Just like there are no two people alike, there are no two transgender people alike and some choices might work for some people and others not so much. Some transgender people are happy with their voices and the way that they look. Some people opt not to get surgeries. Yet, these people are still transgender and “We See You.”

In the next few weeks I start the next stage of my journey. I have so many mixed emotions, from excitement or nervousness yet the one constant emotion is that I’m overjoyed. It’s a new chapter in my life and I can’t wait to take the next step. My family and friends will be taking this journey with me and I hope you will too. I will be blogging about my experiences of being a trans man in the Midwest and things that have happened to me in my life.

If you or someone you love is trans and you have questions need support or just want to say hi you can reach me at kane@outinmichigancity.com

Kane Fletcher can be seen performing with his group “Welcome to the Other Side,” Saturday, April 15, 2017, at Shenanigans Pub & Eatery located at 6121 US 20, Portage, IN 46368.

We See You

Meghan Buell, Photo Courtesy of Facebook

In May of 2016, then US Attorney General, Loretta Lynch, uttered these words during a speech, “…let me speak directly to the transgender community itself…we see you…”. These words brought me to tears then and I just pulled a tissue from my bag now. Why would these three simple words aligned side-by-side-by-side mean so much?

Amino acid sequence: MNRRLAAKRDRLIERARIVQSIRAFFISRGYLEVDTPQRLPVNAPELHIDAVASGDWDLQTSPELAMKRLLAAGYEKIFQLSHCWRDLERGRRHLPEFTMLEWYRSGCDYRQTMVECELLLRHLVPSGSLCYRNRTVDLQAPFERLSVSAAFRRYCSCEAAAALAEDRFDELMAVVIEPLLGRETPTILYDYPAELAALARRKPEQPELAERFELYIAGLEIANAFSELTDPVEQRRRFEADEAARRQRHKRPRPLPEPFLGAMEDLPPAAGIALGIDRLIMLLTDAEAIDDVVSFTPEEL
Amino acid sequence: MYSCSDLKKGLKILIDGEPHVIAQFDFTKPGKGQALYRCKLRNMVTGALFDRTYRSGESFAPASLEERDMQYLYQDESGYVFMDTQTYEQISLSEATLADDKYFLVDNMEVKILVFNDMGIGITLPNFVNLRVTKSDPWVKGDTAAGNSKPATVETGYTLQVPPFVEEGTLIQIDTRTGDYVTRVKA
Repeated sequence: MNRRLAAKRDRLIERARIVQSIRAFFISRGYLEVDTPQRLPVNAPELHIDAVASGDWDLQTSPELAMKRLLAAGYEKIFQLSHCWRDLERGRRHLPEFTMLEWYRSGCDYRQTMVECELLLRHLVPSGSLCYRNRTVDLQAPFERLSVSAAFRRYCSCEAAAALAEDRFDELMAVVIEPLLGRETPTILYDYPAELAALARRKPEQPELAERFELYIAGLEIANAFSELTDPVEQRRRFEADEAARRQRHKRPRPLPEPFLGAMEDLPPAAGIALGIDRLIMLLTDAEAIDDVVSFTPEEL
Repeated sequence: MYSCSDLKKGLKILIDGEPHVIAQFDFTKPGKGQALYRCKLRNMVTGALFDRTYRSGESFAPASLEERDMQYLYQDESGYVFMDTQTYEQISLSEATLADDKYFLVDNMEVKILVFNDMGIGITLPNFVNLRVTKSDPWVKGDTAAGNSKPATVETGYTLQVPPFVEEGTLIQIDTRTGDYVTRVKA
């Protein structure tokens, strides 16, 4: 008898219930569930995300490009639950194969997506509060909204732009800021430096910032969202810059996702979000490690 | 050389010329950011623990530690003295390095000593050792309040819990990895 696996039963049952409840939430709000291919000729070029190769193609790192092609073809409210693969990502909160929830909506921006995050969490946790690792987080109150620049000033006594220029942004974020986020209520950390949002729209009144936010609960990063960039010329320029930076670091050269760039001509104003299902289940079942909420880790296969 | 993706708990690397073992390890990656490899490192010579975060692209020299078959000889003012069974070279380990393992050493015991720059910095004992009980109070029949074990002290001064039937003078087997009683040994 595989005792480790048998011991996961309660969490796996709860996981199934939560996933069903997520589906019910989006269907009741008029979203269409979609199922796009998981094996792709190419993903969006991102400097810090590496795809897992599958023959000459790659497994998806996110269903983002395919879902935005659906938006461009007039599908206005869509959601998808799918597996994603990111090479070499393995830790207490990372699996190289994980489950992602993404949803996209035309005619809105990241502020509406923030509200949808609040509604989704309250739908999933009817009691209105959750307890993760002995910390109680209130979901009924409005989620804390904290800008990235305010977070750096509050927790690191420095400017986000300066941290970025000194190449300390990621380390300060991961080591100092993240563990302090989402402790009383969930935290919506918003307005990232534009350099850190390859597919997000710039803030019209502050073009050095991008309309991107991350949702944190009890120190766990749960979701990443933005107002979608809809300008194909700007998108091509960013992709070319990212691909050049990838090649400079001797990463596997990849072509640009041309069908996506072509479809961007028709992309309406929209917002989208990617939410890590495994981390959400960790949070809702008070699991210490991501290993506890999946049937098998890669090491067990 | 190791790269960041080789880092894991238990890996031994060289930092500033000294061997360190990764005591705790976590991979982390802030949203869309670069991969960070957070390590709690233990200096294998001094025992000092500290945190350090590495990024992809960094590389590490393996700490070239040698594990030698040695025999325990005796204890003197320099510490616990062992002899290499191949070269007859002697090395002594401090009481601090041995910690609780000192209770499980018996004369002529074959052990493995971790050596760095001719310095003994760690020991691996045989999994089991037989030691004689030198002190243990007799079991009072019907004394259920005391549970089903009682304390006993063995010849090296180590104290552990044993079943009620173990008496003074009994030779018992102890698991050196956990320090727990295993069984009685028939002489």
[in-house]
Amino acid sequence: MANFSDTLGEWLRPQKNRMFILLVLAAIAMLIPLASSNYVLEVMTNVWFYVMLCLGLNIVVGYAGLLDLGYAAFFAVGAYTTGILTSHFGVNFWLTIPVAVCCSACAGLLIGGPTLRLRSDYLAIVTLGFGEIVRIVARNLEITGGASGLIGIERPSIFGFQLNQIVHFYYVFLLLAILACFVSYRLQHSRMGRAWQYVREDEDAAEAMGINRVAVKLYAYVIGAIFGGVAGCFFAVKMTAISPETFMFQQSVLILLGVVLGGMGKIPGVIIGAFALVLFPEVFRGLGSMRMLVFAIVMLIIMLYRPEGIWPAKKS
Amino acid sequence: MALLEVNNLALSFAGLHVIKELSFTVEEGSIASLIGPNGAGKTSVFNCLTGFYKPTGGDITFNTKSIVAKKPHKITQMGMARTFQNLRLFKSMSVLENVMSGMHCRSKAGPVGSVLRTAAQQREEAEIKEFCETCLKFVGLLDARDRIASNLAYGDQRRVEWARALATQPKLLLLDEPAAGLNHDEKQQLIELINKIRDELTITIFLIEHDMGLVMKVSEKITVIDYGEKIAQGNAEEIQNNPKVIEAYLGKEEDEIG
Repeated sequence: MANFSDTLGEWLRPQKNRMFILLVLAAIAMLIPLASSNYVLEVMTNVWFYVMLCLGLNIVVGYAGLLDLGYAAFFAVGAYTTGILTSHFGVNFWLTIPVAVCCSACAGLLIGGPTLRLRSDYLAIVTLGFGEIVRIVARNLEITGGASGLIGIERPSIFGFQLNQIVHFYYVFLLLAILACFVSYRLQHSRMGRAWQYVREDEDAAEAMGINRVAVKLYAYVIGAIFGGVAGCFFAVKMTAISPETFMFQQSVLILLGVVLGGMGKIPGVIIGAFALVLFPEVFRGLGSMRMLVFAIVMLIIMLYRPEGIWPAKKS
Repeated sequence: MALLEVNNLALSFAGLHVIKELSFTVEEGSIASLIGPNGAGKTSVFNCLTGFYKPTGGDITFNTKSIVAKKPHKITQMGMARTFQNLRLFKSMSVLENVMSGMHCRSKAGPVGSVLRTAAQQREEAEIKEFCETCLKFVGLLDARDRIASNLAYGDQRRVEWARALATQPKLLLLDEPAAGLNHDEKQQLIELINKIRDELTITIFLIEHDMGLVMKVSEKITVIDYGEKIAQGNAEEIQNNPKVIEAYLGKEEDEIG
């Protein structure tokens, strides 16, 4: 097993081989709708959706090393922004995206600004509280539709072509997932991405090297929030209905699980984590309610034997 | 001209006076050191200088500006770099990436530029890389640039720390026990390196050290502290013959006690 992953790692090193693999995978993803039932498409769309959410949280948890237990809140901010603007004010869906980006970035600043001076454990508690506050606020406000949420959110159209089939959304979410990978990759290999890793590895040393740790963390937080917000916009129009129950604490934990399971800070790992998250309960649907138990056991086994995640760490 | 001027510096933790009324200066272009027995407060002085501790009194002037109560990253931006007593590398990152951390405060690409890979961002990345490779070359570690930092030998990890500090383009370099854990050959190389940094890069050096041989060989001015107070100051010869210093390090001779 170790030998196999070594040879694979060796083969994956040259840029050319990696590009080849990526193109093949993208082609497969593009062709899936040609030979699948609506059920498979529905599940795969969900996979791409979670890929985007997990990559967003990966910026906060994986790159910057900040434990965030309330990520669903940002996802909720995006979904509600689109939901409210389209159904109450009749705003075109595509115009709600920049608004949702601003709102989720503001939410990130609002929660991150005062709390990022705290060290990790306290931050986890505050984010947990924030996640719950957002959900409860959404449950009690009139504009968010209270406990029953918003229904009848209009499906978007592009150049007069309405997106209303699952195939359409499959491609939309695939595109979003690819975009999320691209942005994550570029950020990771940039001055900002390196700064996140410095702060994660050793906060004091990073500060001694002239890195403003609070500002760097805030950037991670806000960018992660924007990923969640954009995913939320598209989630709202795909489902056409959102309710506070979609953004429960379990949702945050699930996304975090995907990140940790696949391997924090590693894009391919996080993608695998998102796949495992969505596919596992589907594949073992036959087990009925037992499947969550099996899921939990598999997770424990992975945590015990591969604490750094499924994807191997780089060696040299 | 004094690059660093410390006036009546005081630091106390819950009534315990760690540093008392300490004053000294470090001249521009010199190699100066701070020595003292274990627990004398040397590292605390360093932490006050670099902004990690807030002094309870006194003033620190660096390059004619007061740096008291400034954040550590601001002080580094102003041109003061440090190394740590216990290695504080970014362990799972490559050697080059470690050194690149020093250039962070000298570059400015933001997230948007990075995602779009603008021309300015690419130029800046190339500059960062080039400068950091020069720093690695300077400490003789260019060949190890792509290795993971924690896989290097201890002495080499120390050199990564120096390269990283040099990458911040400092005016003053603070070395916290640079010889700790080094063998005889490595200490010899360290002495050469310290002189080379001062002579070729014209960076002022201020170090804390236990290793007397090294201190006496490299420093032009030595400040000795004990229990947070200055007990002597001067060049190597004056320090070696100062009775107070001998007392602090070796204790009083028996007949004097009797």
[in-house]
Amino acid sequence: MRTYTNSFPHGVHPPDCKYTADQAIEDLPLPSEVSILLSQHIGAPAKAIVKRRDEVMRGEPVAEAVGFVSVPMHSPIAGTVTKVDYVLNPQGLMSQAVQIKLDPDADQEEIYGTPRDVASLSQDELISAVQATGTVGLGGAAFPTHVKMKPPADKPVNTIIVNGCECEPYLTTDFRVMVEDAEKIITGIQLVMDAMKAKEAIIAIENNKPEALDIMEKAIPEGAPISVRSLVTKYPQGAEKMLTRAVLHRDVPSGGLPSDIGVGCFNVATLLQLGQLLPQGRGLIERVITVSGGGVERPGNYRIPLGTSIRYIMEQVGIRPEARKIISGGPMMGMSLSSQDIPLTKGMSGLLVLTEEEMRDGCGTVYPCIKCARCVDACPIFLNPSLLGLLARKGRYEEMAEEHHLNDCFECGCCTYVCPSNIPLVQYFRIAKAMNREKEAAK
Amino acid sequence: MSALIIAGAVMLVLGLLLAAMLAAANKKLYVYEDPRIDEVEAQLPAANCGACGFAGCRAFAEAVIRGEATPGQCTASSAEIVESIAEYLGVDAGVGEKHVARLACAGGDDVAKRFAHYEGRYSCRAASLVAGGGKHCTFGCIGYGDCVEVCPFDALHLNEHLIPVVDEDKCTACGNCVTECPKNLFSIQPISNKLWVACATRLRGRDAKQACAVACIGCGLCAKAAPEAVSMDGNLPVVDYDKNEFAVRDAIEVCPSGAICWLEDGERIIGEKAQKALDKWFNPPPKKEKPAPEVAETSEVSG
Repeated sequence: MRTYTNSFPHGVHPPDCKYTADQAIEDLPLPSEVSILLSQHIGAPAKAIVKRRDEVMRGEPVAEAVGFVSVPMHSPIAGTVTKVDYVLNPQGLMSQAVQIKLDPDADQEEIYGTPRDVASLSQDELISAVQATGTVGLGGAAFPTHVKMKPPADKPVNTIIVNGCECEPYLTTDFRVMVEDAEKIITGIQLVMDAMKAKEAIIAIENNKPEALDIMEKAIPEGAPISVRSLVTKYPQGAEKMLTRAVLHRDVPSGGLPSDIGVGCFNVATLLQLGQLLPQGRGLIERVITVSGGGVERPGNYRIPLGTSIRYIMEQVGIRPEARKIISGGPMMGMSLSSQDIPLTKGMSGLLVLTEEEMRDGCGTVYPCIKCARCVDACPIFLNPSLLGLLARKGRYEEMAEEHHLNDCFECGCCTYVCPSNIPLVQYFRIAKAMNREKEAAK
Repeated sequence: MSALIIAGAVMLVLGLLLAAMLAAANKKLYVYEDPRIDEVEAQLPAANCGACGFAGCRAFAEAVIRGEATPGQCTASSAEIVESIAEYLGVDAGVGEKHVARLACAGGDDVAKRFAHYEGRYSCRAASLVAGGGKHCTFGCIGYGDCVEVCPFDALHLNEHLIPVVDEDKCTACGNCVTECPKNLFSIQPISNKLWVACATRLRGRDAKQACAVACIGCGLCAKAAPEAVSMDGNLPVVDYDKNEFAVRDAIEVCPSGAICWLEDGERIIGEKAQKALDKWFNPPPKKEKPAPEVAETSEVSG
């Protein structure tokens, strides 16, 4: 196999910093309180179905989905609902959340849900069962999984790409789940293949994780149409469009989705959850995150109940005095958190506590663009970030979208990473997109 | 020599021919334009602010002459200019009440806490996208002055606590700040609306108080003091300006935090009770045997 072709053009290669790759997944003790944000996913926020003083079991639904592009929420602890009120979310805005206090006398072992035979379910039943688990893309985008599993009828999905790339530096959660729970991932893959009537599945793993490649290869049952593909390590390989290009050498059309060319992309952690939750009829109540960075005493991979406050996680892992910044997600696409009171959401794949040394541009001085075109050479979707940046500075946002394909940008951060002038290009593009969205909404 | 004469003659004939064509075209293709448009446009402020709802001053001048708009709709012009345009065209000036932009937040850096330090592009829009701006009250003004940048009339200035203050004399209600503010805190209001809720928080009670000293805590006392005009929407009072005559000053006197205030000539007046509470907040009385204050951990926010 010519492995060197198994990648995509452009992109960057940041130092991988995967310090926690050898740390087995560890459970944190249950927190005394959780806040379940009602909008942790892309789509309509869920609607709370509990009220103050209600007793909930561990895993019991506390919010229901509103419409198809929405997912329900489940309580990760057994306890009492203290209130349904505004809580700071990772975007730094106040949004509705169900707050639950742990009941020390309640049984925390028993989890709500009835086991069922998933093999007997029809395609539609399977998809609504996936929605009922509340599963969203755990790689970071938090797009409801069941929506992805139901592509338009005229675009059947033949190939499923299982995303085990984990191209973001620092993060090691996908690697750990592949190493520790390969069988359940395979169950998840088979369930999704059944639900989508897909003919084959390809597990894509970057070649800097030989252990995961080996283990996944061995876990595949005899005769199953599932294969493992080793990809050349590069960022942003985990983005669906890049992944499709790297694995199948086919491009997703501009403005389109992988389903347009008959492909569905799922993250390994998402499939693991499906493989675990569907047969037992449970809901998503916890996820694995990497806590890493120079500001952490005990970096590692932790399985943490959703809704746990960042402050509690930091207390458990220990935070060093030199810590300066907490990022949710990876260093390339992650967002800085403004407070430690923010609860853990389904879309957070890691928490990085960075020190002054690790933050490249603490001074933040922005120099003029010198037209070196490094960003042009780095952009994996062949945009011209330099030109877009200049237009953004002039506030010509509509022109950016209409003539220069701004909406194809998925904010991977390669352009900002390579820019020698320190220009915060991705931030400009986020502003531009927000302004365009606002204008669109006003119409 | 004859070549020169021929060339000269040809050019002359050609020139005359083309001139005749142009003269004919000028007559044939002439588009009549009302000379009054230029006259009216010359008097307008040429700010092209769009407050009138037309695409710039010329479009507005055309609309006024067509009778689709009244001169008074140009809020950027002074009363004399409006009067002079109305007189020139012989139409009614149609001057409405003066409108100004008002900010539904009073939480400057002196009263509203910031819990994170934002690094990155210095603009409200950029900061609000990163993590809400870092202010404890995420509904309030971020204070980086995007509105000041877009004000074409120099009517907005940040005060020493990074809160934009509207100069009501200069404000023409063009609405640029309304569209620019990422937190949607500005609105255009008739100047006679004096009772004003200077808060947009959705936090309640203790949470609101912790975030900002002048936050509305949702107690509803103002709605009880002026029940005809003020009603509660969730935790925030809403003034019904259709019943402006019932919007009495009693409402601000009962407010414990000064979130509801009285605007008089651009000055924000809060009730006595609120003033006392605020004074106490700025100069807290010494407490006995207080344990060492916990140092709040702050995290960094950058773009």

For almost 2/3 of my life I lived an invisible life. I had something that I was unwilling to let anyone see. Granted, for most of that time I didn’t even have a word to describe it but, nevertheless, I hid my uniqueness. The burden of living with a secret is heavy. It can consume a person and alter one’s reality. I did an excellent job of hiding my secret from everyone. I had perfected the covert operation to such a level that maybe a job with the NSA or FBI might have been successful. However, the burden usually always wins out, at least in my experience it does. And, for me, it did.

In 1998, I came out for the first time. It was a terrifying yet exhilarating experience. It was the first time I was visible to another. It was the first time I felt vulnerable. It was the first time I was uncloaked. I was naked, emotionally speaking. This is a common place to be in for transgender folks like me. We have to take this leap of faith in order for others to see us. It is an important first step toward our future.

On March 31 of each year, the transgender community stands and is visible. This is the International Transgender Day of Visibility. For me, everyday is my day of visibility. I live an out and proud life as a transgender woman. For many transgender people this is not the case. I am visible everyday for them. I want them to know that every effort by some to keep us invisible through “bathroom bills” and anti-trans legislation will not erase my existence. It will not erase their existence. I will not let that happen. Because I see you. WE SEE YOU.